In simple terms, when you request to take part in advertising auctions, the information you provide contains enough details to identify you as an individual. As a result, this falls under the General Data Protection Regulation (GDPR) and the ePrivacy Directive. Therefore, users must give their consent to allow their personal data to be used for advertising purposes, and this consent needs to be explicit, especially when dealing with sensitive data.
That’s right – certain types of sensitive data, like someone’s political beliefs, health status, or racial background, are highly sought after in the advertising industry. For instance, the IAB’s content classification within the TCF framework, which is used by various players in the advertising world to share information, includes hundreds of categories related to sensitive topics. These encompass things like “Hormonal diseases,” “Reproductive health,” “Birth control,” “Food allergies,” and so forth, which can be utilized for creating user profiles.
And recently, the US Federal Trade Commission (FTC) has taken legal action against data broker Kochava Inc. They’re being sued for selling geolocation data obtained from “hundreds of millions of mobile devices.” This data could be used to track people’s movements, including their visits to sensitive places like reproductive health clinics, shelters for domestic violence victims, homeless shelters, and drug rehabilitation centers.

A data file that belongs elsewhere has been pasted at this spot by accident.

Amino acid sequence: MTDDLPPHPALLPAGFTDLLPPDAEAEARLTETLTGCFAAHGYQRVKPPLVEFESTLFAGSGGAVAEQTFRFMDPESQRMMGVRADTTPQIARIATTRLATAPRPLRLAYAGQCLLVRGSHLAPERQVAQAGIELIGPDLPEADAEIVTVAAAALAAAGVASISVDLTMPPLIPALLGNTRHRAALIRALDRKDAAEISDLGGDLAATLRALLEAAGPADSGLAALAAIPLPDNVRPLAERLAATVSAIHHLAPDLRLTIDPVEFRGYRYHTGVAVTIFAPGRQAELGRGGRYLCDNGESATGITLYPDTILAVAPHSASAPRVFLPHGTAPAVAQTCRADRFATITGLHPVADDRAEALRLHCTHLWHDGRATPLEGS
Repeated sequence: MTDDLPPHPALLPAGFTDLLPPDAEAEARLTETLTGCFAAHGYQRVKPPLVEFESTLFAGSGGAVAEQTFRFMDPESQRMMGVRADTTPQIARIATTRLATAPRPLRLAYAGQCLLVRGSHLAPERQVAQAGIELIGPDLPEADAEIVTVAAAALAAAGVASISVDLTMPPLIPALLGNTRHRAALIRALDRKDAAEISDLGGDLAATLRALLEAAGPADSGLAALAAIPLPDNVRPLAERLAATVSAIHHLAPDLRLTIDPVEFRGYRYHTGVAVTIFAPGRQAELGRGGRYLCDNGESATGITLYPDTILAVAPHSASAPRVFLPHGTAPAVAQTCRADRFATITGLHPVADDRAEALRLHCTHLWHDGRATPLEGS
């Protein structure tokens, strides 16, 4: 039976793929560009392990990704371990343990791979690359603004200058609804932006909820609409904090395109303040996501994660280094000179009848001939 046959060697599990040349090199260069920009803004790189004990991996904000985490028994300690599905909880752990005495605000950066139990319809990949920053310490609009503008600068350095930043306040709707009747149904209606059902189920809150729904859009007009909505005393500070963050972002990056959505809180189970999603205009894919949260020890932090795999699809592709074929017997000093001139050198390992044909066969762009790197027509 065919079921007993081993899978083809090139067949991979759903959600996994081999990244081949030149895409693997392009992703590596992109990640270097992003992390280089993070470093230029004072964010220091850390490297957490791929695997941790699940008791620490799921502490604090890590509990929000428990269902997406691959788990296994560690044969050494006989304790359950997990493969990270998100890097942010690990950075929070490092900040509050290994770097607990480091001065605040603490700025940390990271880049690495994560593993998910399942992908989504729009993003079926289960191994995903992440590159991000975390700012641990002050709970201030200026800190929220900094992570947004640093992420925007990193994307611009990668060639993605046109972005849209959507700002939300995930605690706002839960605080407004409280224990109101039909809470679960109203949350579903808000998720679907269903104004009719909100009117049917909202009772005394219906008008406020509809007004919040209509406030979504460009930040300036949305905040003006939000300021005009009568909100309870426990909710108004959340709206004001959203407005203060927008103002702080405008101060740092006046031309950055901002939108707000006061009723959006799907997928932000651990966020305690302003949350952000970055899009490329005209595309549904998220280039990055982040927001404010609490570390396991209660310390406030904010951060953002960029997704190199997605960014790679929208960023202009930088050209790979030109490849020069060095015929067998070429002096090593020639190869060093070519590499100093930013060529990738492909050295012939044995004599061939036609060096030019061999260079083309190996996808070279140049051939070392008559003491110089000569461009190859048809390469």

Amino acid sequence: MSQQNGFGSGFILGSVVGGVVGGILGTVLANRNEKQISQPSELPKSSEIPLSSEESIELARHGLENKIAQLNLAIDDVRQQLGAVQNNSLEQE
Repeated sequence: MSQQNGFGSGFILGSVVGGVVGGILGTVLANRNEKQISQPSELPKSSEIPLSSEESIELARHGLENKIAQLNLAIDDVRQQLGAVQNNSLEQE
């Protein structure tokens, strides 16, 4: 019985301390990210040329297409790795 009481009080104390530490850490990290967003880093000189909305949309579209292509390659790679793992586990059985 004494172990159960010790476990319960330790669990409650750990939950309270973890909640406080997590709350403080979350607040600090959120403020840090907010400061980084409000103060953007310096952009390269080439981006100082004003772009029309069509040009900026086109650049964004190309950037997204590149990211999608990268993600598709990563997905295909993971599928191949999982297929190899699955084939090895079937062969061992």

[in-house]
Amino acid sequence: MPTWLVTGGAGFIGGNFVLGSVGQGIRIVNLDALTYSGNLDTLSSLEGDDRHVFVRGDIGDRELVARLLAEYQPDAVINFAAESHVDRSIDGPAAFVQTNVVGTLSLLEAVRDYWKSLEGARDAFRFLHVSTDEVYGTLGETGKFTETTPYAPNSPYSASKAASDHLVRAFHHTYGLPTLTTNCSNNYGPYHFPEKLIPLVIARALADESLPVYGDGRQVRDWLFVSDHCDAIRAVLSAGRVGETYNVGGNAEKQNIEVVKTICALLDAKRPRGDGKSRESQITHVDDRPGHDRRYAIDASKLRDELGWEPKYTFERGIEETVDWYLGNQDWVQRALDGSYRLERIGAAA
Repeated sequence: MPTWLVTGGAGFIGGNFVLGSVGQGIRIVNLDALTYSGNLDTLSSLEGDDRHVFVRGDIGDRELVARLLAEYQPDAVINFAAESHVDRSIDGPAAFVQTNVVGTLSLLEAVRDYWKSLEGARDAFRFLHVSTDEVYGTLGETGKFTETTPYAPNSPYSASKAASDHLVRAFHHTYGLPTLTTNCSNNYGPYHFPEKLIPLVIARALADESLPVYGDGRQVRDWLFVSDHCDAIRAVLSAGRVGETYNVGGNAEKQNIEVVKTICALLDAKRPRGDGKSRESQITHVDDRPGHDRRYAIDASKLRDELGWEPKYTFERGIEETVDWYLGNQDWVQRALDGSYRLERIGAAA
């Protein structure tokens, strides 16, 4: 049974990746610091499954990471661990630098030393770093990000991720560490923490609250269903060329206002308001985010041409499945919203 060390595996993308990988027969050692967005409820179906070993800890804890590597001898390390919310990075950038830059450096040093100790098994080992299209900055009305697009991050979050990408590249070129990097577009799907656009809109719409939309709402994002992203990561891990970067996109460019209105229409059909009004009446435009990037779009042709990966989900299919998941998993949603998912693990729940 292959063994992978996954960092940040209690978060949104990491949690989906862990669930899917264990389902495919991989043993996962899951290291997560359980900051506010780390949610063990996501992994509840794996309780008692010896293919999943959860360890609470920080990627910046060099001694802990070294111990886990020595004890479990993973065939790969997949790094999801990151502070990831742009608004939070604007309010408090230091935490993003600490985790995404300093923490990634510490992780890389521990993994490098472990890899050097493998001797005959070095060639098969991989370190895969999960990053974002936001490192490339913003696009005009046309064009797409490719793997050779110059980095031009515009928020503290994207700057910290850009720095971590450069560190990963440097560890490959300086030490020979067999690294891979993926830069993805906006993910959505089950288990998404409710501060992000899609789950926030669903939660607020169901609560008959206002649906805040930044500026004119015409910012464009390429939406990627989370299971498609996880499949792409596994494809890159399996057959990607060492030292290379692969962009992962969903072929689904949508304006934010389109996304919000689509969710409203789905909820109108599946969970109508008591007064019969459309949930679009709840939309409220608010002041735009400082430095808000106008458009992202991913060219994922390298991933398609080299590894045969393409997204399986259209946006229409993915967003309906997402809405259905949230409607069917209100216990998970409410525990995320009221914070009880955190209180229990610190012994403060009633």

This is the main point being discussed and emphasized in the report from the British supervisory authority ICO: “The protocols used in RTB include data fields that constitute special category data, which requires the explicit consent of the data subject. Furthermore, current practices remain problematic for the processing of personal data in general, even if the special category data were removed. […] One visit to a website, prompting one auction among advertisers, can result in a person’s personal data being seen by hundreds of organisations, in ways that suggest data protection rules have not been sufficiently considered.”
A recent example comes from France, where the CNIL imposed a €3 million fine on mobile game developer VOODOO for breaching Article 82 of the French data protection law. During their investigation, the CNIL found that even when a user opted out of being tracked for advertising purposes, the company still accessed the user’s technical identifier (IDFV) and processed their behavioural information for advertising purposes without their consent. Furthermore, the company provided misleading information regarding user behaviour tracking.